The Risk of Engagement

 

“The Risk of Engagement”

2 Sam. 6:1-5, 12b-19; Psalm 24; Mark 6:14-29

 

During the grilling of Peter Strzok this past week in the judicial hearing in congress, I was reminded of the 1994 movie, Clear and Present Danger, starring Harrison Ford. There was a scene in which Ford’s character, Jack Ryan, a CIA agent assigned by the president to go up against a bunch of Colombian drug lords, confronted the president. It turns out that the president had set up a covert military operation behind Ryan’s back. Ryan ended up in the oval office confronting the president over his part in the scandal. The president denied the accusation at first, but Ryan said he would take it to the Senate Oversight Committee. At first the president panicked; then he grinned and said, “You’re not going to do that, Jack. You’ve got yourself a chip in the big game now. You’re going to save it for a time when your own life is on the line. Then you’re going to pull it out and I’m going to cash it in for you.” Jack replied, “I am?” The president goes on: “The country can’t afford another deception that goes all the way to the top. You’ll take the blame, and you’ll be punished, but it won’t amount to much. A slap on the wrist. You know, Jack, the old Potomac two-step.” Ryan replied, “I’m sorry, Mr. President. I don’t dance.”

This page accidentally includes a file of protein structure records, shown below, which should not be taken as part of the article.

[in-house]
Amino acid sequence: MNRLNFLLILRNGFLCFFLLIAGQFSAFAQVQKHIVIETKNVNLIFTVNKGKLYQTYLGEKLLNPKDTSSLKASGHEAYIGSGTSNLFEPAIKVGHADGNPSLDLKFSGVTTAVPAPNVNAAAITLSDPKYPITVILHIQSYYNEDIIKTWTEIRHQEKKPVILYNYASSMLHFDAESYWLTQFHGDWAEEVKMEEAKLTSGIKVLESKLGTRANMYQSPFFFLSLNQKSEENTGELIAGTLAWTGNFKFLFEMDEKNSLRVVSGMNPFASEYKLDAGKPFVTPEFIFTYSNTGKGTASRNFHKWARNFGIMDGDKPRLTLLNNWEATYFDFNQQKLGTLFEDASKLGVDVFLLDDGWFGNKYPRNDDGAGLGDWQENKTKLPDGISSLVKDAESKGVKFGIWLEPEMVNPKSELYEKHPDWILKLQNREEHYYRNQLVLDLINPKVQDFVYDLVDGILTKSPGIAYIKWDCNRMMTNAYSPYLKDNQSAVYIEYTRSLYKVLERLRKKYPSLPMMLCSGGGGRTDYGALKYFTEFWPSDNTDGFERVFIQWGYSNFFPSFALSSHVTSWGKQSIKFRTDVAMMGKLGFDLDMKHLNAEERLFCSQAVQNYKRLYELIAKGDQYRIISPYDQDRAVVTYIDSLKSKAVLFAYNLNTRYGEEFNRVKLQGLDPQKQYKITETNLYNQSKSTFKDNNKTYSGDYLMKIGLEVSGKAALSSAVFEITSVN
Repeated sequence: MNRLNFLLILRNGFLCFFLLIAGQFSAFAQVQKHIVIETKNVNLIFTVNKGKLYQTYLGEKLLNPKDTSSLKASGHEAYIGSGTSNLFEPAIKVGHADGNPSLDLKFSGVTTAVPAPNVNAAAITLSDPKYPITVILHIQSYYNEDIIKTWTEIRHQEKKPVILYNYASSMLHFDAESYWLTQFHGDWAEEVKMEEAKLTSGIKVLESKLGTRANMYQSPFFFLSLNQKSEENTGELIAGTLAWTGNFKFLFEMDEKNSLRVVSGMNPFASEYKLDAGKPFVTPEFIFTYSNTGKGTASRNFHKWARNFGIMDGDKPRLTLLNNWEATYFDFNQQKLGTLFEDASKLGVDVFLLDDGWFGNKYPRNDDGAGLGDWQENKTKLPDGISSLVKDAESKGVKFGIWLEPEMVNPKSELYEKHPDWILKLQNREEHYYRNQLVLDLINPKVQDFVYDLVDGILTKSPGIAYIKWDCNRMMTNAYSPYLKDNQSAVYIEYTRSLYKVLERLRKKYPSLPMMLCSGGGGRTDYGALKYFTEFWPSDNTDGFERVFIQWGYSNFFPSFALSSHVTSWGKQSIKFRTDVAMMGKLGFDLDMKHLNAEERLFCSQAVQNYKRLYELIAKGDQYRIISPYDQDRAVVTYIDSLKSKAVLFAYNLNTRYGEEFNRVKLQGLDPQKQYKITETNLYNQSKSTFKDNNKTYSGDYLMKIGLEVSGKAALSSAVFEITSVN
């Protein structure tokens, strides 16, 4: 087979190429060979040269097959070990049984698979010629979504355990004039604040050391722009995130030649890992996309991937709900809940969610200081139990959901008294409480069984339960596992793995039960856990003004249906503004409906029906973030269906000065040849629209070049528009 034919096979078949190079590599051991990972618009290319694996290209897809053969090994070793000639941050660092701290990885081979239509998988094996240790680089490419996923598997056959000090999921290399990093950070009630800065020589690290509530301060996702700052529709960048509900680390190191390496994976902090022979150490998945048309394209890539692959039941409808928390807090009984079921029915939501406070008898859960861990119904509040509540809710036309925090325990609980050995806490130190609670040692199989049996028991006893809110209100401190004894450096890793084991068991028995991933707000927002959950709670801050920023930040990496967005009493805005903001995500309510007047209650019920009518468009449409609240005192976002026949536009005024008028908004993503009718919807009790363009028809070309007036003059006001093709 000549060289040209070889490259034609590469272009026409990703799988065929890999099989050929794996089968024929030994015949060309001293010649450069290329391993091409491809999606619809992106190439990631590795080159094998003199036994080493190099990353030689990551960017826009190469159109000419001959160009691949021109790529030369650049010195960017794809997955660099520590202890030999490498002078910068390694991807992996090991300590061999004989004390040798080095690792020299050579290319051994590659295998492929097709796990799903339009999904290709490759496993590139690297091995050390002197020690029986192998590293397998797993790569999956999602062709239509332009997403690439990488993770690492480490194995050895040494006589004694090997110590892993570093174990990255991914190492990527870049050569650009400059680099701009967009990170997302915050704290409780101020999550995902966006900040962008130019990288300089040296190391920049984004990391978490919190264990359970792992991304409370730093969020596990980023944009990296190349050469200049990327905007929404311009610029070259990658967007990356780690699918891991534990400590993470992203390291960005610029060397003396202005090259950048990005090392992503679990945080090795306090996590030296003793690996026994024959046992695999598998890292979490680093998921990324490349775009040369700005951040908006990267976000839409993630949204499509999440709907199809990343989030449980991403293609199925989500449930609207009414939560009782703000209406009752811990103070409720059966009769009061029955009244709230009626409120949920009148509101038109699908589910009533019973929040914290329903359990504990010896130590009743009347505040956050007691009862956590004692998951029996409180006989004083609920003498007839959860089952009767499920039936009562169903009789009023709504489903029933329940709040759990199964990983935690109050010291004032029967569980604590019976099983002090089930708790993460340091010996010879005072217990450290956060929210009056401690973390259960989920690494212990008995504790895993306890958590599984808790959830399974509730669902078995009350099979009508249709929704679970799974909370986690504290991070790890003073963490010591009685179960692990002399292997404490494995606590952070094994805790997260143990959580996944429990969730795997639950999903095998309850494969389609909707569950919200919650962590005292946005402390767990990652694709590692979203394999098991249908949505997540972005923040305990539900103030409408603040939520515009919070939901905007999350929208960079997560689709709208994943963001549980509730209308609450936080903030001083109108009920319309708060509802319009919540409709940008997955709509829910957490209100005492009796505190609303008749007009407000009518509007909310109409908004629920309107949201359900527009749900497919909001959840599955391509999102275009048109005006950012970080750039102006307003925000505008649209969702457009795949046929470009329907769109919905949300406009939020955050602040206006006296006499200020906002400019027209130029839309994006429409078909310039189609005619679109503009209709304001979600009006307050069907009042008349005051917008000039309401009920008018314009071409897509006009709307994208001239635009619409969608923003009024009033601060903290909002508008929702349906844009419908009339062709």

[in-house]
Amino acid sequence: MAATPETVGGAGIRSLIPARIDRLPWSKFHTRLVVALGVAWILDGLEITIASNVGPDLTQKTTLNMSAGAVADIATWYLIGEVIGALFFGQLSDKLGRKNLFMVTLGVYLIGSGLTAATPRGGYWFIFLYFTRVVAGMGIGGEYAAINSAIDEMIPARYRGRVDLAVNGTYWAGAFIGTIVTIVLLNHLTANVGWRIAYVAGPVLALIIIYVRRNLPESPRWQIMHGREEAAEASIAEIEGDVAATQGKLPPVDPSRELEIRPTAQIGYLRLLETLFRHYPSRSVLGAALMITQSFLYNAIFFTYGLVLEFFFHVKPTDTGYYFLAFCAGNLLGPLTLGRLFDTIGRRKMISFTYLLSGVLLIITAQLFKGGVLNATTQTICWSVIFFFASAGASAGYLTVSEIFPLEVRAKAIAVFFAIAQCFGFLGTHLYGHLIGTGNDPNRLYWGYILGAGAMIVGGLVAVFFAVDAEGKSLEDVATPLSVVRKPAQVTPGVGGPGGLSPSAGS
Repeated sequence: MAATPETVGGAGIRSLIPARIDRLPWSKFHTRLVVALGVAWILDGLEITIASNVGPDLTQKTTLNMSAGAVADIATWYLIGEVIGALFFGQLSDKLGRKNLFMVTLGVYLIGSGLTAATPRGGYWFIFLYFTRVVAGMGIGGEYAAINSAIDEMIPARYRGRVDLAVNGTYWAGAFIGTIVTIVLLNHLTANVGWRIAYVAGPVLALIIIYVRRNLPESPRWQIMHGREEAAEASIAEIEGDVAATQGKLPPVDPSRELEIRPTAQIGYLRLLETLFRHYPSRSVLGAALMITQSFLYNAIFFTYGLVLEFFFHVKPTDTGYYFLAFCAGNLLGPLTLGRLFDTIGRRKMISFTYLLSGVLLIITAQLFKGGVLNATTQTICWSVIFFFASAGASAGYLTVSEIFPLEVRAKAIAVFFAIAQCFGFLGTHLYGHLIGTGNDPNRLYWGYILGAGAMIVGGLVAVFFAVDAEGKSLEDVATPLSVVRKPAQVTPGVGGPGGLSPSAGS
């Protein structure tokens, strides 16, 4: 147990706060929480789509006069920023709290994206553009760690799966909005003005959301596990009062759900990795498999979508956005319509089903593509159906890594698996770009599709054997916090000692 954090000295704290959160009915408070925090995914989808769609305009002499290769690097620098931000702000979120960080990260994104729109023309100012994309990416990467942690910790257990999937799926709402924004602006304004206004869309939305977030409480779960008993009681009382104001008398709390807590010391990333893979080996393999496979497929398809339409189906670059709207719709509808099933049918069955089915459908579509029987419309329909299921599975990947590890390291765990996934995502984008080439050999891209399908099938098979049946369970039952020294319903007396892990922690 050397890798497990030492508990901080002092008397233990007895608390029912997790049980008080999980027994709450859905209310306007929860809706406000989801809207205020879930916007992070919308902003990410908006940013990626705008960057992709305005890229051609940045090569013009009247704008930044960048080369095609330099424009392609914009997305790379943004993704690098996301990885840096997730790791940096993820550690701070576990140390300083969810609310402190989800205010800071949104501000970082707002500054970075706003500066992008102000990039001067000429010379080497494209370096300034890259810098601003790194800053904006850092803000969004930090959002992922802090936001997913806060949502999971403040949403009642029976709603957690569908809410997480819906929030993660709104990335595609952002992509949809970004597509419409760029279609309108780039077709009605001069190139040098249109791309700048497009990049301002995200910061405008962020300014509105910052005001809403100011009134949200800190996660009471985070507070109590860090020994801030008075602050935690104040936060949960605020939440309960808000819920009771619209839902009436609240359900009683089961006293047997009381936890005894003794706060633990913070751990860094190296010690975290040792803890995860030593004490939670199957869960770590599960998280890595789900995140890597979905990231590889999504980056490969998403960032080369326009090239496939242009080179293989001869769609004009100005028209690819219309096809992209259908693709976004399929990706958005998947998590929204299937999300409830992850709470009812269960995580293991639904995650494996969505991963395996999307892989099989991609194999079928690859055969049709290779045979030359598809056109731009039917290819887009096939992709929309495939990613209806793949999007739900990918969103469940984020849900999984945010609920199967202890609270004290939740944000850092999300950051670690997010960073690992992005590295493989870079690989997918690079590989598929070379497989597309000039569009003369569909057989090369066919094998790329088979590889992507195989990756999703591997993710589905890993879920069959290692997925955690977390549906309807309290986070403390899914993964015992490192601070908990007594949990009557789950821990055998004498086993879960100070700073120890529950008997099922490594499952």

We need more Jack Ryans in the world; and we need more Peter Strzoks. Mr. Strzok’s opening remarks at the hearing were his “I don’t dance” statement. He said, I understand we are living in a political era in which insults and insinuation often drown out honesty and integrity. I have the utmost respect for Congress’s oversight role, but I truly believe that today’s hearing is just another victory notch in Putin’s belt and another milestone in our enemies’ campaign to tear America apart. As someone who loves this country and cherishes its ideals, it is profoundly painful to watch and even worse to play a part in.